GRPC Core  39.0.0
Status codes and their use in gRPC

gRPC uses a set of well defined status codes as part of the RPC API. These statuses are defined as such:

Code Number Description
OK 0 Not an error; returned on success.
CANCELLED 1 The operation was cancelled, typically by the caller.
UNKNOWN 2 Unknown error. For example, this error may be returned when a Status value received from another address space belongs to an error space that is not known in this address space. Also errors raised by APIs that do not return enough error information may be converted to this error.
INVALID_ARGUMENT 3 The client specified an invalid argument. Note that this differs from FAILED_PRECONDITION. INVALID_ARGUMENT indicates arguments that are problematic regardless of the state of the system (e.g., a malformed file name).
DEADLINE_EXCEEDED 4 The deadline expired before the operation could complete. For operations that change the state of the system, this error may be returned even if the operation has completed successfully. For example, a successful response from a server could have been delayed long
NOT_FOUND 5 Some requested entity (e.g., file or directory) was not found. Note to server developers: if a request is denied for an entire class of users, such as gradual feature rollout or undocumented allowlist, NOT_FOUND may be used. If a request is denied for some users within a class of users, such as user-based access control, PERMISSION_DENIED must be used.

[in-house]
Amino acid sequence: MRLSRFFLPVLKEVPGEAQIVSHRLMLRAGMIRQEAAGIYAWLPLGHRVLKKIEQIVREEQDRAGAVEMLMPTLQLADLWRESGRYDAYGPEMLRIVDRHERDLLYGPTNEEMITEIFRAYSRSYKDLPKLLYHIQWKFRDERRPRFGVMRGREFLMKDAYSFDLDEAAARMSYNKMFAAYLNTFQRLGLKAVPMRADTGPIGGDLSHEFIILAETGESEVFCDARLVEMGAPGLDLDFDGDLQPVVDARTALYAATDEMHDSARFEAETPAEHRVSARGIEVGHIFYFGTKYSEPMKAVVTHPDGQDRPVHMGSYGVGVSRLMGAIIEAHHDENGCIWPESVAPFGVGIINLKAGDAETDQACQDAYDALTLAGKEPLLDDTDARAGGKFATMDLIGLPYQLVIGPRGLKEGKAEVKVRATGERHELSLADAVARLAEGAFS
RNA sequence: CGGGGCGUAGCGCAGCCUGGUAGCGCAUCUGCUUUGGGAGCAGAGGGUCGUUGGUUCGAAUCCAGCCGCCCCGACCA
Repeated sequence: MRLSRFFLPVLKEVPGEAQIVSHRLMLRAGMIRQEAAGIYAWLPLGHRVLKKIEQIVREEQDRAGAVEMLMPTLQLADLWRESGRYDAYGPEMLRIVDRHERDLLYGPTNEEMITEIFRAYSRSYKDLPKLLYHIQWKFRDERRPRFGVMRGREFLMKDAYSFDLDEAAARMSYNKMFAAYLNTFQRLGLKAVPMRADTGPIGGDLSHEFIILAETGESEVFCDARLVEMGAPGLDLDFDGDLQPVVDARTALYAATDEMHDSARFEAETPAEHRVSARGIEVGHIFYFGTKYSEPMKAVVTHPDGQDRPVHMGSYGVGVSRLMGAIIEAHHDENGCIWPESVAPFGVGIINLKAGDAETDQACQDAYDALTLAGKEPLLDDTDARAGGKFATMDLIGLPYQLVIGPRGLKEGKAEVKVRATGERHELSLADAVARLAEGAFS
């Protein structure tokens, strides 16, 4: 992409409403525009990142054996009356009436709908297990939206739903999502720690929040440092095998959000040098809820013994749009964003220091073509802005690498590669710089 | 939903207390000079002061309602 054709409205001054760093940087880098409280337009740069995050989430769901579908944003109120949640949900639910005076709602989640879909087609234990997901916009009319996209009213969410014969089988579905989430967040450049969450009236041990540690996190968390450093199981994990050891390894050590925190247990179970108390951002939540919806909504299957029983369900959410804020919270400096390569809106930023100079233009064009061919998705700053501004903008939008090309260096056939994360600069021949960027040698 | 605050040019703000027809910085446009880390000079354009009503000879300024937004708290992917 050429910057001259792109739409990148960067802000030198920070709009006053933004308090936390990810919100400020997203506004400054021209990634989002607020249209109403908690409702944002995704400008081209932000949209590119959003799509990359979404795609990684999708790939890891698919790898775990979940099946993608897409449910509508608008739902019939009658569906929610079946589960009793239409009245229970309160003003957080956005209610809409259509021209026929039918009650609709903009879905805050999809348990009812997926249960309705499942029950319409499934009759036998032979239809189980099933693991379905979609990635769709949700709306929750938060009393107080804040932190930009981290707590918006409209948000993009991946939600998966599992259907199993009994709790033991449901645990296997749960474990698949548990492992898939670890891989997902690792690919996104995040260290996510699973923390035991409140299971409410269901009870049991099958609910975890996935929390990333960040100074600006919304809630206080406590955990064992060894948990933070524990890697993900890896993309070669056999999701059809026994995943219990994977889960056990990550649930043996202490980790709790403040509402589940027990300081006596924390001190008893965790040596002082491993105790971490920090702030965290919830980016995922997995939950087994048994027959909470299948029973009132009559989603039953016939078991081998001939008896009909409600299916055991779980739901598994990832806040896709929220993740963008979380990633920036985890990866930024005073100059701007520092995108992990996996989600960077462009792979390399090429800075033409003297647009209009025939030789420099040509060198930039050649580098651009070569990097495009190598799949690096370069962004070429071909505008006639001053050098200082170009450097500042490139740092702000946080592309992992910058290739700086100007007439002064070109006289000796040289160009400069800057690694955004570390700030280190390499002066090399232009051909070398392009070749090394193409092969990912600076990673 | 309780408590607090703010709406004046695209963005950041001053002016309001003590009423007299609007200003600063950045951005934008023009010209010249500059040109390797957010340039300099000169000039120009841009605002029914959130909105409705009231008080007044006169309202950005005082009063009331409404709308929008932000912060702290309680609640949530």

ALREADY_EXISTS 6 The entity that a client attempted to create (e.g., file or directory) already exists.
PERMISSION_DENIED 7 The caller does not have permission to execute the specified operation. PERMISSION_DENIED must not be used for rejections caused by exhausting some resource (use RESOURCE_EXHAUSTED instead for those errors). PERMISSION_DENIED must not be used if the caller can not be identified (use UNAUTHENTICATED instead for those errors). This error code does not imply the request is valid or the requested entity exists or satisfies other pre-conditions.